When Charles Marshall co-founded Signature Advertising & Marketing Solutions with Mark Henry in 1994, the two were the firm’s only employees.
Eighteen years later, the agency boasts more than 40 team members, a slew of industry awards and a portfolio of large, Memphis-based companies.
That’s why Marshall recently helped guide a major renovation at Signature’s office at 1755 Kirby Parkway. The firm purchased the 33,049-square-foot building in 2007, investing in the space it had called home for years.
“It was something we wanted to do for a long time,” Marshall said. “It’s funny, we design things for big clients, but we’re a terrible client for ourselves. By knocking down walls and giving people access to each other, it’s really paid a lot of dividends already, just in how our people interact and how they work together. It’s also gone a long way to helping redefine who Signature is.”
As chief idea officer, Marshall helps oversee the creative output of Signature. The firm’s big-name clients include FedEx, Hilton, International Paper, ServiceMaster and Morgan Keegan, which was Signature’s first-ever client and is now a subsidiary of Raymond James Financial Inc.
“I try to poke holes in some of the strategic thinking that goes on, and then I wind up helping put out fires when they occur,” Marshall said. “I came up as a copy writer, so I still get the opportunity to get my hands dirty from time to time.”
Marshall graduated from the University of Memphis with an English degree before working at Memphis Magazine. He had some contract technical writing at FedEx Corp. before joining the in-house marketing staff at Goldsmith’s department stores as a copy writer and then Marsha McDonald & Associates as creative director.
But one of Marshall’s favorite past times is that of a comic book writer. He’s written more than 100 comic books for Marvel, the group behind The Amazing Spider-Man, Iron Man, Hulk and X-Men.
“I was a fan growing up and I just got pulled into writing a few,” Marshall said. “At the time I left the last agency, I was making more money writing comic books than I was working as a creative director. It actually helped make the transition to Signature a little easier because I didn’t have to go without a paycheck for years.”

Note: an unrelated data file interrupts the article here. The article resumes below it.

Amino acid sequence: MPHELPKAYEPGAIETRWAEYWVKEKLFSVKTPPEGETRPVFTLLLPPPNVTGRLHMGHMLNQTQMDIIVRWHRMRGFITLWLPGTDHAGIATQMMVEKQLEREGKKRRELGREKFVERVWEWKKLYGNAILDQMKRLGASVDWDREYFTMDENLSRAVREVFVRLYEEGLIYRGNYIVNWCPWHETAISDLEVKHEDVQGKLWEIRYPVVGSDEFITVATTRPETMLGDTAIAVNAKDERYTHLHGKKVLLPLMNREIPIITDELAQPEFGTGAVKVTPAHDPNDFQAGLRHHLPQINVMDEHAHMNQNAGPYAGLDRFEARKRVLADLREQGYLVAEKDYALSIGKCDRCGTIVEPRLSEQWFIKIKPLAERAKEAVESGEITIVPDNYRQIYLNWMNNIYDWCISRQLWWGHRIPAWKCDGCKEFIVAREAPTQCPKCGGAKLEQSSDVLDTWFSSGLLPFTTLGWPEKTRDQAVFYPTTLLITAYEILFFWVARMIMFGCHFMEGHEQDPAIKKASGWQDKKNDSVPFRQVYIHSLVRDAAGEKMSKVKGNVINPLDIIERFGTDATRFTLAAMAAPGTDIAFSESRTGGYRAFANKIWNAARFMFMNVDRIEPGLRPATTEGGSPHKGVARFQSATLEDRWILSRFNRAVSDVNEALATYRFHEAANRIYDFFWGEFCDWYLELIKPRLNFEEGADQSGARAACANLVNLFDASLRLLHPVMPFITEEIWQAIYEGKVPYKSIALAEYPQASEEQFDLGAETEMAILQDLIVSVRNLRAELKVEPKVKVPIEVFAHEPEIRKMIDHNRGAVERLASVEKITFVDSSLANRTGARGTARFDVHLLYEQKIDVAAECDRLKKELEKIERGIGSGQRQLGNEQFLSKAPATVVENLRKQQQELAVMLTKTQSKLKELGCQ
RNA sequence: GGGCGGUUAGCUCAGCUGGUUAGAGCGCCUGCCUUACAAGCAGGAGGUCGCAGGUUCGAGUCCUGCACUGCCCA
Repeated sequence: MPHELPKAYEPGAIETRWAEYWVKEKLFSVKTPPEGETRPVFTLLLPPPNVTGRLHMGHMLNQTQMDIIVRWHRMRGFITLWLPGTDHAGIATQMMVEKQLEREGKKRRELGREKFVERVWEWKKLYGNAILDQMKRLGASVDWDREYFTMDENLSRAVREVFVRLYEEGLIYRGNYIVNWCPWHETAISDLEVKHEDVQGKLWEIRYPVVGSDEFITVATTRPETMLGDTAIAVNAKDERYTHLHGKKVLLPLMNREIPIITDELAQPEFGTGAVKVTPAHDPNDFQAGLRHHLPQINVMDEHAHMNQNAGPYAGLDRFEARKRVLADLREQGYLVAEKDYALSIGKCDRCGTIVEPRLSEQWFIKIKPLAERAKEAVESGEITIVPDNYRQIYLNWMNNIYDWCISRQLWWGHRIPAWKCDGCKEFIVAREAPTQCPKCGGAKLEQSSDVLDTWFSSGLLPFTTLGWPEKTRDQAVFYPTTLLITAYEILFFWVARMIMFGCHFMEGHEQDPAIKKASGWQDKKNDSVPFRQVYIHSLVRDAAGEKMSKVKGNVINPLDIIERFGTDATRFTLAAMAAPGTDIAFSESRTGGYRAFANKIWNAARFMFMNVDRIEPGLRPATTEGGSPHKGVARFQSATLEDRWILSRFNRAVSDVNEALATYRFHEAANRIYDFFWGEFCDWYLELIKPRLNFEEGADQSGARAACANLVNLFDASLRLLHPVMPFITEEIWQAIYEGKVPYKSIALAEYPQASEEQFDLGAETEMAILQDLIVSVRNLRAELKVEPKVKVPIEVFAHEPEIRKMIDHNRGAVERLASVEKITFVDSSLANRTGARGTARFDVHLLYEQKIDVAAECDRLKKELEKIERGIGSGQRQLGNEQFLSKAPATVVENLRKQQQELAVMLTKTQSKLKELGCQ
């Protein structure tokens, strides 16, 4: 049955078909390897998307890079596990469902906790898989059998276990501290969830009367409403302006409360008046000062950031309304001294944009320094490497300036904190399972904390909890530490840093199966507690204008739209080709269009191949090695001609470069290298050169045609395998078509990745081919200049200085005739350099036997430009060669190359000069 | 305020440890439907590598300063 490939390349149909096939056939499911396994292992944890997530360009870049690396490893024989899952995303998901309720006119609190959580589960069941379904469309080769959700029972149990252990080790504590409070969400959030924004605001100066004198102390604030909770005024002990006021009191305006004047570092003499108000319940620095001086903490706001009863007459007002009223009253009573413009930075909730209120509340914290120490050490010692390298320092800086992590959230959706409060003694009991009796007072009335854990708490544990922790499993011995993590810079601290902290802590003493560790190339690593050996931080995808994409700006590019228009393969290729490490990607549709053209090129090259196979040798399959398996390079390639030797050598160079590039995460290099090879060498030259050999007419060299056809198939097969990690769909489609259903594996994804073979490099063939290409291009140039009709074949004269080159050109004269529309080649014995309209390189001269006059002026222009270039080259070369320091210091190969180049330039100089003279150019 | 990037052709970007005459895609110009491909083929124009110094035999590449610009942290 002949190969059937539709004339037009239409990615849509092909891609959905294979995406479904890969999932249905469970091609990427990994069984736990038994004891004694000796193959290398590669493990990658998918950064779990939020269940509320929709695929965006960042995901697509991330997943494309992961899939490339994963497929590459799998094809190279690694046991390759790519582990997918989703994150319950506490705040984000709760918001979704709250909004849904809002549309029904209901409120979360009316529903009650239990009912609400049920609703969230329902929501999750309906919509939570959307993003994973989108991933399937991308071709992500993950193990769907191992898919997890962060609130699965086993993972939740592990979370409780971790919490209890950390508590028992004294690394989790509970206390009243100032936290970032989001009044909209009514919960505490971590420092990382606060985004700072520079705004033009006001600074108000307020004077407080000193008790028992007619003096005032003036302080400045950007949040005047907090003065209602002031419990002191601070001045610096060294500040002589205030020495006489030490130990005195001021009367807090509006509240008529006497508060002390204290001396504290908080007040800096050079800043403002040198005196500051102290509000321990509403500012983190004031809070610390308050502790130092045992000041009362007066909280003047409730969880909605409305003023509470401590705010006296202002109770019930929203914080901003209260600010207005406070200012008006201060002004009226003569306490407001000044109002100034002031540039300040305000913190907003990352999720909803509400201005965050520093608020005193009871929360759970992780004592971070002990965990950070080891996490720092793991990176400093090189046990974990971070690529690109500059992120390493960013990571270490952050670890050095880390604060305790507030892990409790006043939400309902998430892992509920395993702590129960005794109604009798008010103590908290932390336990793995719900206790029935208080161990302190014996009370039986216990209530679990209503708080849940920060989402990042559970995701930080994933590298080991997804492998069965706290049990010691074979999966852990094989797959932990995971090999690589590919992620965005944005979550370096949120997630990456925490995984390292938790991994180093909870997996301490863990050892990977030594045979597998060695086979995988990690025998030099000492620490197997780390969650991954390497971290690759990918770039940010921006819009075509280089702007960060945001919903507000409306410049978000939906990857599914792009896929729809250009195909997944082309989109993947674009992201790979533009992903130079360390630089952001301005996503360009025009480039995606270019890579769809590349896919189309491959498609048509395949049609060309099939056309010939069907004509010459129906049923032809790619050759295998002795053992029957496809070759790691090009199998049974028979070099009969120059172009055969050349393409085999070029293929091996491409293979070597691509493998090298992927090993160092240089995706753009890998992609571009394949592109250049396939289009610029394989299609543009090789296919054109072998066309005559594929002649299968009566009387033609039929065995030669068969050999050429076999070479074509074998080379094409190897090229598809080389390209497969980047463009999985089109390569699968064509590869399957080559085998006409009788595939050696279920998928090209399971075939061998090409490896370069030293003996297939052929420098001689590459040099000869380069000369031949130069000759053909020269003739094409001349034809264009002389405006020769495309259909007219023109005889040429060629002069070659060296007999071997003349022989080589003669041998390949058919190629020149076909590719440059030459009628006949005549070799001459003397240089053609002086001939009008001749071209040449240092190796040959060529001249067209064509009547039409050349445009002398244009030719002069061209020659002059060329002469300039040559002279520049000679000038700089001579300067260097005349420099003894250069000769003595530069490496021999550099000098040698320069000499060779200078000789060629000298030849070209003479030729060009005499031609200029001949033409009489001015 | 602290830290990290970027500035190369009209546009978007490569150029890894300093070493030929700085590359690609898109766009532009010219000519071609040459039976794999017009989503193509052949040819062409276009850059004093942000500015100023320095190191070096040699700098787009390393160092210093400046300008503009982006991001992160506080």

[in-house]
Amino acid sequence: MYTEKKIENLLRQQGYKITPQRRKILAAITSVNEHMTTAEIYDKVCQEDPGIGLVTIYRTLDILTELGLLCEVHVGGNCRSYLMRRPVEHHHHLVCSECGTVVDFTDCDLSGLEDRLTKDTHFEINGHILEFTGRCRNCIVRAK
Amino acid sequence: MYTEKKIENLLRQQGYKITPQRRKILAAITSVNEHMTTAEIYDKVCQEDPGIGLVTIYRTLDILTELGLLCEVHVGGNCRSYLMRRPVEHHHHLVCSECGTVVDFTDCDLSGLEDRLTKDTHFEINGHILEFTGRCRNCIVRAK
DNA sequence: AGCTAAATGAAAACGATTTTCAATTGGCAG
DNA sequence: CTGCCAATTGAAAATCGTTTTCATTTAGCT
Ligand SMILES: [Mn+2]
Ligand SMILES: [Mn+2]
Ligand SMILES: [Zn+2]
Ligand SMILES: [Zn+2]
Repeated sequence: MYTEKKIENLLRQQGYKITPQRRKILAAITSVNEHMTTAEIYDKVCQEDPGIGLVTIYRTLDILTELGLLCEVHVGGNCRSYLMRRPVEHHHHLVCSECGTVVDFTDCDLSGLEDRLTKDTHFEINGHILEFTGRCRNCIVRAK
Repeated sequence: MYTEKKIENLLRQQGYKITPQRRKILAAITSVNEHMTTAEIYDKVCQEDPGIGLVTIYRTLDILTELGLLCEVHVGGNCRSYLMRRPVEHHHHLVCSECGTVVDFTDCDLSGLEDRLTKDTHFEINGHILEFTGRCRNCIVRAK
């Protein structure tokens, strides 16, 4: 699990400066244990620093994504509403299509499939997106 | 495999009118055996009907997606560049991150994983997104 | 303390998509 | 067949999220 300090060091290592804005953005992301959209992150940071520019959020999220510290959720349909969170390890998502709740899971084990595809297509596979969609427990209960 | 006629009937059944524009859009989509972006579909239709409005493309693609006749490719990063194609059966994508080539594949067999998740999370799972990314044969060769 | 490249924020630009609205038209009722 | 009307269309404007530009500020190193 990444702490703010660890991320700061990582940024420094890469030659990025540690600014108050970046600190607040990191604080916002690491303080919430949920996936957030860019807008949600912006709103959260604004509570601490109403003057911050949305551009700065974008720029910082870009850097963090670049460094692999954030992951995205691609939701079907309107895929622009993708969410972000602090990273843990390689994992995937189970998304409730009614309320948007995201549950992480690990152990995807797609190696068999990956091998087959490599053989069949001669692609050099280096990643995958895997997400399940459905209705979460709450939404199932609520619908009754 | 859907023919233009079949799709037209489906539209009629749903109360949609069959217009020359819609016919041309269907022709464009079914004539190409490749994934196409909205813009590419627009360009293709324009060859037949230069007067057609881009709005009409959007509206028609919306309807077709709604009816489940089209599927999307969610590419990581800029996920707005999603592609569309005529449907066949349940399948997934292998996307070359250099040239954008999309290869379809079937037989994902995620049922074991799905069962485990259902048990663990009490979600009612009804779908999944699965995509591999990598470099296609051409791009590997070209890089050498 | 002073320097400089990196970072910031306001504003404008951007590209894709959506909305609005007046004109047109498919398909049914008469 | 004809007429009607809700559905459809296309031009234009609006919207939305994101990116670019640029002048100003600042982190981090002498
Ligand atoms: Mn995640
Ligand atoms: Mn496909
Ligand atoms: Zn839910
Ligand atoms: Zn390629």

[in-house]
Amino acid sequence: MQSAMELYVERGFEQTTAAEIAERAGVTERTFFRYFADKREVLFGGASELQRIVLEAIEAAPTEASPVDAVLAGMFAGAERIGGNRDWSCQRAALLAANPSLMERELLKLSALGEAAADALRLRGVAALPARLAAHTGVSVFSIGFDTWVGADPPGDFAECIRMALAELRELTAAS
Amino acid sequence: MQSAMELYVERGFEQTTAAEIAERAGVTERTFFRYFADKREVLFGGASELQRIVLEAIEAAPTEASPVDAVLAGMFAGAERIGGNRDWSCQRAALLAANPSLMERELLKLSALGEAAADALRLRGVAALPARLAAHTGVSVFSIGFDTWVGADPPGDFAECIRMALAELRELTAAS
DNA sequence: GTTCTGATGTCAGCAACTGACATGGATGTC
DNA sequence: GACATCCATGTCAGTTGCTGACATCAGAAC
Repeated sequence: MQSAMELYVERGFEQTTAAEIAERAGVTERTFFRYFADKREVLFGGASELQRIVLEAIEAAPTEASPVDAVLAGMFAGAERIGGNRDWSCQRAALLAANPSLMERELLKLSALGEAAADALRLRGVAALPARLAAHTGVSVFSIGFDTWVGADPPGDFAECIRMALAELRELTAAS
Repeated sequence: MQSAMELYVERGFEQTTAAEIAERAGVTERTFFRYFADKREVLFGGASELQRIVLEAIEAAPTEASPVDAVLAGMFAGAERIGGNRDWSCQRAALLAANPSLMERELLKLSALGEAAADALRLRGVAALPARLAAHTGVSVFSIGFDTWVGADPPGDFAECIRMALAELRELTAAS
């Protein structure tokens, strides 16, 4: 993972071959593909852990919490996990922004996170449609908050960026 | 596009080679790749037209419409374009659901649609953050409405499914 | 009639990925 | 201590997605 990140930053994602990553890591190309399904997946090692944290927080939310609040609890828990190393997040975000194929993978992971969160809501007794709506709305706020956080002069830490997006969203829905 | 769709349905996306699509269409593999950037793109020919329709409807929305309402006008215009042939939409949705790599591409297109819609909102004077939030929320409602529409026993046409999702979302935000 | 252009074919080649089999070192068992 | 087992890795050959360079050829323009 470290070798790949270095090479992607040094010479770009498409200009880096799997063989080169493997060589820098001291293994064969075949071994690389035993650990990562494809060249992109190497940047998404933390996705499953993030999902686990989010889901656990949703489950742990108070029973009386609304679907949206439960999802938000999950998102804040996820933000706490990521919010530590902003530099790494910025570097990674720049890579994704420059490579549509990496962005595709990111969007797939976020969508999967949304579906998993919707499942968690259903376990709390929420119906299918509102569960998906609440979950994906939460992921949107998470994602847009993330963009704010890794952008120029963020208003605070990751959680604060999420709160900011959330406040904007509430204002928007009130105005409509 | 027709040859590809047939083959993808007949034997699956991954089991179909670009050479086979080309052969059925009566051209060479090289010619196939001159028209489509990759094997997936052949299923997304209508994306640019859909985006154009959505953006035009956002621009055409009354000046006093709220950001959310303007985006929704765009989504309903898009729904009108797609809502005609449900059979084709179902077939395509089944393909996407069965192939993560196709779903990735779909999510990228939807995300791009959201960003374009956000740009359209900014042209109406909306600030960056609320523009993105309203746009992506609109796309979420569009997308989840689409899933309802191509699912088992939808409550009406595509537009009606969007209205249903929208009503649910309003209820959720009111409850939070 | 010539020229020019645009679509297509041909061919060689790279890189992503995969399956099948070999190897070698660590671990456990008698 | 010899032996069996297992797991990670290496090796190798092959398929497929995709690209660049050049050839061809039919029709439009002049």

To Marshall, generating creativity for comic book writing has its parallels with strategic thinking for a television commercial or print ad.
“It’s all words and pictures and telling a story,” Marshall said. “It’s about holding someone’s interest and moving a narrative along.”
As far as the next chapter of Signature is concerned, Marshall is focused on growing the digital side of the business, including work on websites, Web applications and motion graphics. It’s an area in which the agency invested heavily in early on and what Marshall deems a big factor in its success.
“We’d like to continue building up our resources in that area and make sure that we’re up for any challenge or any opportunity that a client puts in front of us,” Marshall said. “Those are the things that we’re being tasked with now and we want to be as strong or stronger than anyone in that world.”
In fact, Signature is more focused on results than recognition. The firm has received an array of ADDYs, all of which are housed in an unusual spot at the newly renovated office at Poplar Avenue and Kirby.
“We like to think of ourselves more as problem solvers who are focused more on results than awards,” Marshall said. “I told (that to) a prospective client in a meeting at our offices one time, and he said, ‘Well, I see you display your awards out in your lobby like everybody else.’ That afternoon, I went out and bought a big steel trashcan and that’s where all our awards have been ever since.”
Signature still enters the annual advertising awards “because creative people like to play in that world,” but as an agency, doesn’t take them too seriously.
“The clients and prospective clients that come by and see the trashcan full of awards, it’s a great conversation piece,” Marshall said. “But it makes a statement about something that’s pretty important to us as well.”